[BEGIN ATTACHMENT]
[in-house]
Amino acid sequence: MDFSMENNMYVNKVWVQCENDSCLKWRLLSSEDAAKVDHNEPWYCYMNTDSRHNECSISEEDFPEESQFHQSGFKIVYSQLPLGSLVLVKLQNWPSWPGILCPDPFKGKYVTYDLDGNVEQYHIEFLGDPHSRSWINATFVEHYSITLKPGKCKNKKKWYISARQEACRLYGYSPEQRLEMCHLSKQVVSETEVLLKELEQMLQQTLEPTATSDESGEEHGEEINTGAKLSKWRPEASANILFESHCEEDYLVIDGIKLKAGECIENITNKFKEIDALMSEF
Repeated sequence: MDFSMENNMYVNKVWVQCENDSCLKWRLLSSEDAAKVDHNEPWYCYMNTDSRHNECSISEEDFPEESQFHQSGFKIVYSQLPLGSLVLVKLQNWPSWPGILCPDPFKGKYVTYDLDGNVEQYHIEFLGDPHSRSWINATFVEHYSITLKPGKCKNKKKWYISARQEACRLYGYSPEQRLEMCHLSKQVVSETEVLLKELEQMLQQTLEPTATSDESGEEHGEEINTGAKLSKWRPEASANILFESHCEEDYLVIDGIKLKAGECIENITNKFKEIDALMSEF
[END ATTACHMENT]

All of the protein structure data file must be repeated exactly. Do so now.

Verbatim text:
[in-house]
Amino acid sequence: MDFSMENNMYVNKVWVQCENDSCLKWRLLSSEDAAKVDHNEPWYCYMNTDSRHNECSISEEDFPEESQFHQSGFKIVYSQLPLGSLVLVKLQNWPSWPGILCPDPFKGKYVTYDLDGNVEQYHIEFLGDPHSRSWINATFVEHYSITLKPGKCKNKKKWYISARQEACRLYGYSPEQRLEMCHLSKQVVSETEVLLKELEQMLQQTLEPTATSDESGEEHGEEINTGAKLSKWRPEASANILFESHCEEDYLVIDGIKLKAGECIENITNKFKEIDALMSEF
Repeated sequence: MDFSMENNMYVNKVWVQCENDSCLKWRLLSSEDAAKVDHNEPWYCYMNTDSRHNECSISEEDFPEESQFHQSGFKIVYSQLPLGSLVLVKLQNWPSWPGILCPDPFKGKYVTYDLDGNVEQYHIEFLGDPHSRSWINATFVEHYSITLKPGKCKNKKKWYISARQEACRLYGYSPEQRLEMCHLSKQVVSETEVLLKELEQMLQQTLEPTATSDESGEEHGEEINTGAKLSKWRPEASANILFESHCEEDYLVIDGIKLKAGECIENITNKFKEIDALMSEF